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The Real Reason John Krasinski Created Some Good News

Lovable goof, talented action star, and bonafide horror filmmaker John Krasinski went from making life for his fictional co-worker as frustrating as possible to making the world a better place. In late March 2020, the former Office star, current Jack Ryan lead, and A Quiet Place mastermind introduced us all to Some Good News — a YouTube series in which Kransinski delivers, well, some good news to brighten up the doom and gloom that so often clouds our reality and makes headlines in our news each and every day. 

The series took off in the blink of an eye, with each episode amassing at least several hundred thousand views, if not many millions. (One episode, a digital Office reunion that saw the cast celebrate the wedding of a couple who got engaged the same way Krasinski's Jim Halpert and Jenna Fischer's Pam Beesly did, currently sits at a staggering 12.2 million views.) Hosting Some Good News, Krasinski has spoken to all sorts of people — from Guy Fieri and Oprah to Billie Eilish and the Jonas Brothers to a 15-year-old cancer survivor named Coco and actual NASA astronauts at the International Space Station. Along the way, he's brought smiles to the faces of millions of people, and warmed just as many hearts.

But why did he create Some Good News in the first place?

Chatting with his fellow Office alum Rainn Wilson (who played Dwight Schrute, the target of Jim's clever yet cruel pranks) on Wilson's Instagram Live SoulPancake series Hey There, Human, Krasinski opened up about what inspired him to create the YouTube series — and why it's so special to him.

"I've received the most amazingly kind notes about how much that show meant to everyone, but the truth is, it meant no more to anyone than me. That's probably the most emotionally fulfilled I've ever felt in my entire life. I thought to do it because I was sitting around and I was starting to get bummed out [figuring] out how I was gonna wade through this weird uncertain time," he said. "I said to my wife, 'I had this idea a few years ago to start a good news network,' and she said, 'You should do it right now.' And so I went in my office and did it right there."

Krasinski, who brought Some Good News to life alongside his Sunday Night Productions partner Allyson Seeger, continued, "I felt like I was part of a really special community of people who not only brought all the good news but [also] all this interaction, and we had the most fantastic community of people like you and SoulPancake — that's how we feel about the Some Good News community. [...] It was so much fun to celebrate good things during this really weird time."

CBS bought Some Good News — now what?

Given how successful and soul-lifting Some Good News is, it's not surprising that a major company wanted to purchase it. And given how busy Krasinski normally is outside of this weird time that's halted everyone's regular lives and kept basically all movie and TV actors out of work while productions are shut down and movie theaters are closed, it's also not shocking that Krasinski was willing to sell Some Good News when ViacomCBS came knocking.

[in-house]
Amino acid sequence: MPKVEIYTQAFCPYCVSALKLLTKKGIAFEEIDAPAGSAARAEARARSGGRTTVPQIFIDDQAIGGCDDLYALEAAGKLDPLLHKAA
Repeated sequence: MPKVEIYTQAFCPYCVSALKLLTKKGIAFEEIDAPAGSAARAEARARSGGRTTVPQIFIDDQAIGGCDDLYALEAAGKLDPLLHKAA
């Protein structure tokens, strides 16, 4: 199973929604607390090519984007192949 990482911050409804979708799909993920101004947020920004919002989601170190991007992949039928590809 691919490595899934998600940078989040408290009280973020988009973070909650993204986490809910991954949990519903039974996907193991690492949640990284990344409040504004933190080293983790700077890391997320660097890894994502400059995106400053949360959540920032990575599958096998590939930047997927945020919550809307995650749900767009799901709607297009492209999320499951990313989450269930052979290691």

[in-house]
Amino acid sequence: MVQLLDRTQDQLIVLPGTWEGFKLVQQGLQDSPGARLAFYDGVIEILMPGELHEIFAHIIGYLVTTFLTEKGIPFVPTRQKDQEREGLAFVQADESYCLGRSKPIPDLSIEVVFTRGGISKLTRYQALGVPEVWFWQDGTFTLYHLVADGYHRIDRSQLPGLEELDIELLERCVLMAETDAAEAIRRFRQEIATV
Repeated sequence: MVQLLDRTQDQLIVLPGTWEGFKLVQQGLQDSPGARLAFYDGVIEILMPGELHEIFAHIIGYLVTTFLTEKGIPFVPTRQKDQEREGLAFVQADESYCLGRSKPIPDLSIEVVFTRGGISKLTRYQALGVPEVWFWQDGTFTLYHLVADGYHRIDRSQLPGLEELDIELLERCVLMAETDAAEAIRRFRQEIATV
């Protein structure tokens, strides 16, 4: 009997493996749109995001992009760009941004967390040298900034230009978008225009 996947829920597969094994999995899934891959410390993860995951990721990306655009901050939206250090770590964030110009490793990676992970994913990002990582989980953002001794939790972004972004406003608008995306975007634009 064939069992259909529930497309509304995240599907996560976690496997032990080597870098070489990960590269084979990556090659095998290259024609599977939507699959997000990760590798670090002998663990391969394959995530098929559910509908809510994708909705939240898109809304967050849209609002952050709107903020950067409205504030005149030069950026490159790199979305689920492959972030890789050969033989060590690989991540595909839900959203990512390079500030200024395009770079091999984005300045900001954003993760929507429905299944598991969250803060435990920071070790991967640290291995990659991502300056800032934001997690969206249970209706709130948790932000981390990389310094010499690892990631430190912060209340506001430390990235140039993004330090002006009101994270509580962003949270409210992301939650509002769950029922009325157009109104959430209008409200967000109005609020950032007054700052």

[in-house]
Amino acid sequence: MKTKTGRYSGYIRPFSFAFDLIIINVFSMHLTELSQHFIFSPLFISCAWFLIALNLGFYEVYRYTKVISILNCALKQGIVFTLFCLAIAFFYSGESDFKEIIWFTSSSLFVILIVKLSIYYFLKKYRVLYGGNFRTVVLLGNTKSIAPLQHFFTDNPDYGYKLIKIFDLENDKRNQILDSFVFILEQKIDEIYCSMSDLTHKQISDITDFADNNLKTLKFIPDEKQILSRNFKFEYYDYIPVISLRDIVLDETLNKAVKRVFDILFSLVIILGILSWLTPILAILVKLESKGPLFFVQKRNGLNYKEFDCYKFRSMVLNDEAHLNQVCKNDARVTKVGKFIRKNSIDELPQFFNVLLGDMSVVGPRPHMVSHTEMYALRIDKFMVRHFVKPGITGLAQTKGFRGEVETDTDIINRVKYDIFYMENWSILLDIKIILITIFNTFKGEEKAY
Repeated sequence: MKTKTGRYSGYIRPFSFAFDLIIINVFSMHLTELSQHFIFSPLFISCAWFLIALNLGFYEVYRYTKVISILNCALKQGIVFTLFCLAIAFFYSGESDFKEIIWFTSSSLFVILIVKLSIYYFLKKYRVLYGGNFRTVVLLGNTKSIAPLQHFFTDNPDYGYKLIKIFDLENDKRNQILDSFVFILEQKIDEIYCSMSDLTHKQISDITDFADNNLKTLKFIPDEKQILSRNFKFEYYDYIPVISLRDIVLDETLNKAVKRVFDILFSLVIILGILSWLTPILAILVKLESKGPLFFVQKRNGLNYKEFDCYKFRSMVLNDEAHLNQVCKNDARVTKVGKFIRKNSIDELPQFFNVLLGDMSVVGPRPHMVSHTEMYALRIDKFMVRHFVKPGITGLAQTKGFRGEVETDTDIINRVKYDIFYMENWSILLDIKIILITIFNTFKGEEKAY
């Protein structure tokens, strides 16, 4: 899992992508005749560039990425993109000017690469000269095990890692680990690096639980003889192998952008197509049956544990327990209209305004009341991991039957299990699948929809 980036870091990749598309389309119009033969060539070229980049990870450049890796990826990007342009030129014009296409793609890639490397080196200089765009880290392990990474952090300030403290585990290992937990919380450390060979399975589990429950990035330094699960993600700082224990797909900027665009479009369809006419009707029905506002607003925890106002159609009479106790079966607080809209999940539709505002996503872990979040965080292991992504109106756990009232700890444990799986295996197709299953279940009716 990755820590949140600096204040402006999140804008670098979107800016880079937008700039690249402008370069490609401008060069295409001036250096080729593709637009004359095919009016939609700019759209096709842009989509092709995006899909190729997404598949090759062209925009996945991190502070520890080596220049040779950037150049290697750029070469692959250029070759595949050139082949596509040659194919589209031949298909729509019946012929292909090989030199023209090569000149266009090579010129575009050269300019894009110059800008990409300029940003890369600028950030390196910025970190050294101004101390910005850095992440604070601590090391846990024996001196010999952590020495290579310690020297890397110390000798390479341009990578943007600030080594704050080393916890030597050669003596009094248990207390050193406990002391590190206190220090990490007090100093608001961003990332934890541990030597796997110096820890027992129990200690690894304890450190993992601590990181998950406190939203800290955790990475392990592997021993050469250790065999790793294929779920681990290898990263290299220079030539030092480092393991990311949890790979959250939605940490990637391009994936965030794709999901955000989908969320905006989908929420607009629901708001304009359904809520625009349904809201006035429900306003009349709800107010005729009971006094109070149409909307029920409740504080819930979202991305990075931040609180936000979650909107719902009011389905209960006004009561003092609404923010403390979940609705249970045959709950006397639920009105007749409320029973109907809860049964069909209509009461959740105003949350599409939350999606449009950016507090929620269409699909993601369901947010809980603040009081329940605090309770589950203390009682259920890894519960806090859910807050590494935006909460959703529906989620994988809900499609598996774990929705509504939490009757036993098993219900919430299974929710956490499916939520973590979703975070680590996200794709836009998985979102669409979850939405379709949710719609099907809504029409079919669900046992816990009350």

Per Variety, Krasinski inked an expansive deal with the company that will see Comedy Central Productions producing weekly installments of Some Good News as well as shorter content to be shared across other ViacomCBS outlets. Signs point to Some Good News airing on CBS All Access — the home of shows like the Twilight Zone reboot, Star Trek: Discovery and Star Trek: Picard, and the upcoming Stephen King adaptation The Stand — with the possibility to air on CBS News. 

Krasinski spoke about his decision to sell Some Good News during the recent episode of Hey There, Human. As it turns out, Krasinski didn't ever plan on making very many episodes of Some Good News to begin with, considering his various other professional commitments. Essentially, it was supposed to be a limited-time-only coronavirus quarantine special, not a long-running series. But thanks to ViacomCBS, Some Good News will live on far past Krasinski thought it would.

"It was one of those things where I was only planning on doing eight of them during quarantine, because I have these other things that I'm going to be having to do very soon — like Jack Ryan and all this other stuff," said Krasinski. (The third season of Amazon Prime Video's Jack Ryan is currently in the works.) He added, "But more than that, it was something that writing, directing, and producing with a couple of my friends was so much [that] I knew it wouldn't be sustainable with my prior commitments."

Getting candid with Wilson, Krasinski said that he knew he would either have to leave Some Good News with just eight episodes filmed in his home office, or he'd have to bring on a hosting partner to help. 

"In the first episode I said, 'Why isn't there a news show dedicated entirely to good news?' and now we have one of the biggest news programs in America, CBS News, saying that they want to make it part of their permanent news cycle, which is insane," he told Wilson. "The fact that we were able to accomplish that — in eight weeks, it went from not existing to now being on one of these huge news networks — is honestly one of the most amazing honors I've ever been able to pull off. And again, it was all due to the community and to the people."

As for whether we'll see Krasinski hosting future episodes of Some Good News, he won't be the regular host but will pop up now and again. Krasinski even teased that he might tap Wilson to host down the line: "We have a lot of fun stuff planned, and I can't wait to dig in. I'm gonna be a part of it whenever I can, and I'm gonna host a couple, and bring on a different community of people — maybe you."

New episodes of Hey There, Human stream live at 12 PM PT every weekday on the @SoulPancake Instagram channel.